Also in today's EMEA regional roundup: Telekom Austria bags cable operator; ThinkAnalytics scores at Swisscom; Google Glass reaches UK.
UK mobile joint venture EE has completed the migration to its new IP/MPLS core network, which is underpinned by Juniper Networks Inc. (NYSE: JNPR)'s MX Series Universal Edge Routers. According to Juniper, the migration became a priority for EE to provide a firmer foundation for the operator's 4G service, which has notched up 3.6 million subscribers since its launch in October 2012. (See EE Completes IP/MPLS Migration With Juniper and Eurobites: EE's 4G Frenzy.)
ThinkAnalytics Ltd. says it has replaced Jinni Media Ltd. as Swisscom AG (NYSE: SCM)'s provider of IPTV search and recommendations. Swisscom TV 2.0 integrates the ThinkAnalytics recommendations engine into the operator's EPG. Bundles incorporating an IPTV offer have proved a hit for Swisscom, with TV connections increasing 26% year-on-year in 2013, to 1 million. Separately, Swisscom is launching its version of residential cloud services with Docsafe, a cloud storage offering. Customers can access Docsafe from any location, and can store new documents such as receipts by taking a photo with their mobile phone or sending them via e-mail. Interestingly, those wanting to use it don't have to be customers of Swisscom. (See Swisscom Deploys ThinkAnalytics and Swisscom Reports Full-Year Results.)
Google Glass -- otherwise known as "Punch Me Eyewear" -- has been put on sale in the UK, reports the BBC. The UK is the first country to get the Android-powered specs after the US, though the kit is being targeted at developers rather than consumers.
We could give her a list of London pubs where she probably shouldn't wear these.
Deutsche Telekom AG (NYSE: DT) has launched what it's calling a "virtual washing machine" -- but relax people, it's not as domesticated as it sounds. It's an addition to its range of security offerings, a cloud service called Corporate Security Hub, which is intended to filter out malware from the slightly soiled corners of the Internet before it reaches corporate tablets and smartphones. I guess you could says this is some product marketing borne of Deutsche Telekom's spin cycle...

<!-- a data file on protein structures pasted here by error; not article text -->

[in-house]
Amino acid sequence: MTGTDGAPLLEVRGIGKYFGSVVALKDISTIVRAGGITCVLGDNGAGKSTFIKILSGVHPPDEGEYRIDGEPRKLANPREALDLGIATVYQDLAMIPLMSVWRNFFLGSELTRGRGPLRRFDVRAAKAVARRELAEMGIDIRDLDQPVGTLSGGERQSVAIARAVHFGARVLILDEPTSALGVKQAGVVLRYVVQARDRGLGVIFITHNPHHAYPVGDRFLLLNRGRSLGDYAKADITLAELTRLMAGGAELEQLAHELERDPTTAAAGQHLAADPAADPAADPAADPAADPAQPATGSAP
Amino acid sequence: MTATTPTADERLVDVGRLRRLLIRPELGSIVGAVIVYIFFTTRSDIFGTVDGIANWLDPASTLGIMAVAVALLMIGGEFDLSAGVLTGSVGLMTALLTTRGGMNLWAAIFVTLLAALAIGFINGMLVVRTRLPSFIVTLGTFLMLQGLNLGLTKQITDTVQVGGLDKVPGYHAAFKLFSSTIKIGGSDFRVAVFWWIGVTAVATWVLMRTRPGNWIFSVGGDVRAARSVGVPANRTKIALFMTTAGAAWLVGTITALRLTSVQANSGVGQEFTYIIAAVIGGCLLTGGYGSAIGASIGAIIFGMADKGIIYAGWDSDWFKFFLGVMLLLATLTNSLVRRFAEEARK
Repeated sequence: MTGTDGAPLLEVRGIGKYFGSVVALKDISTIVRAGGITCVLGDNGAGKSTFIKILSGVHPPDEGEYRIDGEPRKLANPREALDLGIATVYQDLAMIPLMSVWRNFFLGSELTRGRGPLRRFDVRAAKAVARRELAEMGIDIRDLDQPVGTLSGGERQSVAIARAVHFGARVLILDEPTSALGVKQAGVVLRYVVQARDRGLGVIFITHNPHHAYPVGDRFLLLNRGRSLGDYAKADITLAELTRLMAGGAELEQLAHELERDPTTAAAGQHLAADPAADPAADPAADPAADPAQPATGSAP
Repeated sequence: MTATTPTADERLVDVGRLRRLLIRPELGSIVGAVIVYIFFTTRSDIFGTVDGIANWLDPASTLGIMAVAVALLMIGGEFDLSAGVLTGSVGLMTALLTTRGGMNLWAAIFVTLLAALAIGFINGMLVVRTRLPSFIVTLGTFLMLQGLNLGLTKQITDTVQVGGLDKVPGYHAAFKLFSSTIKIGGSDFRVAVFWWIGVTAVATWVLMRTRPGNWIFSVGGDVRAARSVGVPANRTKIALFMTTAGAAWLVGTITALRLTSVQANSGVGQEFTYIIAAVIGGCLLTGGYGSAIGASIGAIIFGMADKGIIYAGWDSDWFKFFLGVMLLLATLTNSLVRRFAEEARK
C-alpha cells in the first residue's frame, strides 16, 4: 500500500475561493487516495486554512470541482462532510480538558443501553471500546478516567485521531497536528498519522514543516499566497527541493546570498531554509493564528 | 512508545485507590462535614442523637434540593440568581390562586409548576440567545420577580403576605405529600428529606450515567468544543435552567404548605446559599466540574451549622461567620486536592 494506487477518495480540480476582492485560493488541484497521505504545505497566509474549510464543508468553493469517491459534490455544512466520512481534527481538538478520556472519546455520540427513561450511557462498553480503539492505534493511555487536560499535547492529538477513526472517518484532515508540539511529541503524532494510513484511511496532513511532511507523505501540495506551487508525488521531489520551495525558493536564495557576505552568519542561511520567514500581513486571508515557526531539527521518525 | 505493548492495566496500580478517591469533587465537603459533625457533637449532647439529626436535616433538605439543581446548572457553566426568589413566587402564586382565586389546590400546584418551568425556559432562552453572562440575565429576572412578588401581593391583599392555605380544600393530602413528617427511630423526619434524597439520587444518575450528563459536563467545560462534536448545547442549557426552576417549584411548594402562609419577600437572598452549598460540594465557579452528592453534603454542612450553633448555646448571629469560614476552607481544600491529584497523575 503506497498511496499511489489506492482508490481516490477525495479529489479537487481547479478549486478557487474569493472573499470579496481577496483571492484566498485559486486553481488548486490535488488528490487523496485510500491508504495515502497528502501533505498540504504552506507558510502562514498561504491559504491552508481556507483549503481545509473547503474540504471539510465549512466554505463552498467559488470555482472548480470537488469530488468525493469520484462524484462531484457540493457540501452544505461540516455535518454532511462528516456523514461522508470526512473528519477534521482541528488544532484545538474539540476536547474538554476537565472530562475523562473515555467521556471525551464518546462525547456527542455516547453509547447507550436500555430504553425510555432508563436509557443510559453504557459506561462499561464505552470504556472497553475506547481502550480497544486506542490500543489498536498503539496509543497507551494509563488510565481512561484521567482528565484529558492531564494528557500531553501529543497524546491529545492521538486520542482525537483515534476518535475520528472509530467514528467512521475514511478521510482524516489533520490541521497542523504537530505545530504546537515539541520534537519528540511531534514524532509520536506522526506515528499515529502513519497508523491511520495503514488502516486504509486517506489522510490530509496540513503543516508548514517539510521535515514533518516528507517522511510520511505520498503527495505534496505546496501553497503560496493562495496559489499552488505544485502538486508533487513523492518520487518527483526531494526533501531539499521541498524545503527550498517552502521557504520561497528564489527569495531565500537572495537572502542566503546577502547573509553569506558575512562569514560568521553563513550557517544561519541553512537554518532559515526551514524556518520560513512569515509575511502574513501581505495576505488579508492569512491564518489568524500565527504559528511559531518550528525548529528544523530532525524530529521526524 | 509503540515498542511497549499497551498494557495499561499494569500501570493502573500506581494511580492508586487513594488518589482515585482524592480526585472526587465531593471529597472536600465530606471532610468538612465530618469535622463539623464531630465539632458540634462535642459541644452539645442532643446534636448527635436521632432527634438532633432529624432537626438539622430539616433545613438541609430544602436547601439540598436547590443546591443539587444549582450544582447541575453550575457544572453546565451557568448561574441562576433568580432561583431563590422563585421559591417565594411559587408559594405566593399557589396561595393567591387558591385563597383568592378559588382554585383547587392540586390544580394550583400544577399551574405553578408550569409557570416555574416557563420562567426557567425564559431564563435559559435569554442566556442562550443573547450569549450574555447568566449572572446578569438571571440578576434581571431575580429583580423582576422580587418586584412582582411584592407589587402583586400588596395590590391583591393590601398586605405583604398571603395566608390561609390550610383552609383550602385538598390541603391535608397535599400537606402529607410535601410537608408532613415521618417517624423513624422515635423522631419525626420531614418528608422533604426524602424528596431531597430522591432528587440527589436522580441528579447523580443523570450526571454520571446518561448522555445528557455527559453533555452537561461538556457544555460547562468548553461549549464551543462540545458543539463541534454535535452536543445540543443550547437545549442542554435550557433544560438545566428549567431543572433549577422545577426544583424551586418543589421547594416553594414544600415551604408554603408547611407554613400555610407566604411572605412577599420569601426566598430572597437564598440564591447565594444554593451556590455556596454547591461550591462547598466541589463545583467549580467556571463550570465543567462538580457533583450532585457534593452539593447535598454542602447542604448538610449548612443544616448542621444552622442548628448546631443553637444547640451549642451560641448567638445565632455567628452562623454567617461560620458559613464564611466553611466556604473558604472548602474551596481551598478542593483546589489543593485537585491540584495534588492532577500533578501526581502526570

Light Reading is spending much of this year digging into the details of how automation technology will impact the comms market, but let's take a moment to also look at how automation is set to overturn the current world order by the middle of the century.
Understanding the full experience of women in technology requires starting at the collegiate level (or sooner) and studying the technologies women are involved with, company cultures they're part of and personal experiences of individuals.
During this WiC radio show, we will talk with Nicole Engelbert, the director of Research & Analysis for Ovum Technology and a 23-year telecom industry veteran, about her experiences and perspectives on women in tech. Engelbert covers infrastructure, applications and industries for Ovum, but she is also involved in the research firm's higher education team and has helped colleges and universities globally leverage technology as a strategy for improving recruitment, retention and graduation performance.
She will share her unique insight into the collegiate level, where women pursuing engineering and STEM-related degrees is dwindling. Engelbert will also reveal new, original Ovum research on the topics of artificial intelligence, the Internet of Things, security and augmented reality, as well as discuss what each of those technologies might mean for women in our field. As always, we'll also leave plenty of time to answer all your questions live on the air and chat board.